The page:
Fever is the most common complaint of children seen in a Pediatric Emergency Department (PED). Since pediatric emergency nurses commonly educate parents on fever management, this study sought to examine their knowledge base regarding fever in children.

Parents' concerns and beliefs about temperature measurement in children: a qualitative study  (2021)

Parents' concerns and beliefs about temperature measurement in children: a qualitative study

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Morris E, Glogowska M, Ismail FA, Edwards G, Fleming S, Wang K, et al.

Morris E, Glogowska M, Ismail FA, Edwards G, Fleming S, Wang K, et al.

Nearly 40% of parents with children aged 6 to 17 months consult a healthcare professional when their child has a high temperature. Clinical guidelines recommend temperature measurement in these children, but little is known about parents' experiences of and beliefs about temperature measurement. This study aimed to explore parents' concerns and beliefs about temperature measurement in children.

Management of fever in Australian children: a population-based sample survey  (2020)

Management of fever in Australian children: a population-based sample survey

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Holt J, White L, Wheaton GR, Williams H, Jani S, Arnolda G, et al

Holt J, White L, Wheaton GR, Williams H, Jani S, Arnolda G, et al

Fever in childhood is a common acute presentation requiring clinical triage to identify the few children who have serious underlying infection. Clinical practice guidelines (CPGs) have been developed to assist clinicians with this task. This study aimed to assess the proportion of care provided in accordance with CPG recommendations for the management of fever in Australian children.

Randomised controlled trial of an intervention to improve parental knowledge and management practices of fever.  (2019)

Randomised controlled trial of an intervention to improve parental knowledge and management practices of fever.

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Kelly M, Sahm L, McCarthy S, O'Sullivan R, Mc Gillicuddy A, Shiely F.

Kelly M, Sahm L, McCarthy S, O'Sullivan R, Mc Gillicuddy A, Shiely F.

We know that parents require resources which can assist them to improve fever knowledge and management practices. The purpose of this study, using an RCT, was to examine the effectiveness of an information leaflet at increasing parental knowledge of fever, specifically temperature definition.

Parental Approach to the Management of Childhood Fever: Differences between Health Professional and Non-Health Professional Parents.  (2019)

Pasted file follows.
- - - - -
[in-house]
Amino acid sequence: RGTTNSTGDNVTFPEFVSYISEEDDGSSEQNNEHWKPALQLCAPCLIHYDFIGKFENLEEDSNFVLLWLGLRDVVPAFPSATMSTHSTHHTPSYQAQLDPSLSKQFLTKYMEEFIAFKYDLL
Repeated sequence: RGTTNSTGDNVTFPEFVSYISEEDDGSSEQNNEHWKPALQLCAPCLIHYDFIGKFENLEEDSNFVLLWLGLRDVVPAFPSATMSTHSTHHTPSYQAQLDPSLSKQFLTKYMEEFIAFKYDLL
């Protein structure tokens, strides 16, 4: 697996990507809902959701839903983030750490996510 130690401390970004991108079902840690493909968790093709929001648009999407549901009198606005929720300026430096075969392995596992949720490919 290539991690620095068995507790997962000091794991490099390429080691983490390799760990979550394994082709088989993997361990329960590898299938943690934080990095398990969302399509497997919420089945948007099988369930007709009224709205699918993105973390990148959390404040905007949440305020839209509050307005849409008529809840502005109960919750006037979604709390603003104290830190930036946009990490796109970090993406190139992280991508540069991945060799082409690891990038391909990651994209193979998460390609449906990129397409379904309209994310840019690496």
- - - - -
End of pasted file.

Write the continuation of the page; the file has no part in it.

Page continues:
Parental Approach to the Management of Childhood Fever: Differences between Health Professional and Non-Health Professional Parents.

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Villarejo-Rodrguez MG, Rodrguez-Martn B.

Villarejo-Rodrguez MG, Rodrguez-Martn B.

Fever is responsible for 30% of pediatric consultations at primary care services. The aim of this study was to explore the parental approach to fever in children aged between 0 and 12 years old by both health professional and non-health professional parents. A qualitative study based on grounded theory was performed. Focus groups were conducted, segmented by sex, place of residence, and healthcare training, using a triangulated sample (theoretical and snowball sampling) of parents of children aged between 0 and 12 years who were treated for fever at primary care emergency services. The constant comparative method and a process of coding was used for the analysis. The study findings reveal that the health training of parents, their former experience, family pressures, the age of the child, and the parents' work outside the home, all influenced how they approached fever management. These findings could be incorporated into clinical practice to improve care and compliance with fever treatment.

Alternating Acetaminophen and Ibuprofen versus Monotherapies in Improvements of Distress and Reducing Refractory Fever in Febrile Children: A Randomized Controlled Trial  (2017)

Alternating Acetaminophen and Ibuprofen versus Monotherapies in Improvements of Distress and Reducing Refractory Fever in Febrile Children: A Randomized Controlled Trial

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Luo S, Ran M, Luo Q, Shu M, Guo Q, Zhu Y, et al

Luo S, Ran M, Luo Q, Shu M, Guo Q, Zhu Y, et al

Our objective was to assess the effect of alternating acetaminophen and ibuprofen therapy on distress and refractory fever compared with acetaminophen or ibuprofen as monotherapy in febrile children.

Translation of clinical prediction rules for febrile children to primary care practice: an observational cohort study  (2015)

Translation of clinical prediction rules for febrile children to primary care practice: an observational cohort study

Visit

van Ierland Y, Elshout G, Berger MY, Vergouwe Y, de Wilde M, van der Lei J, et al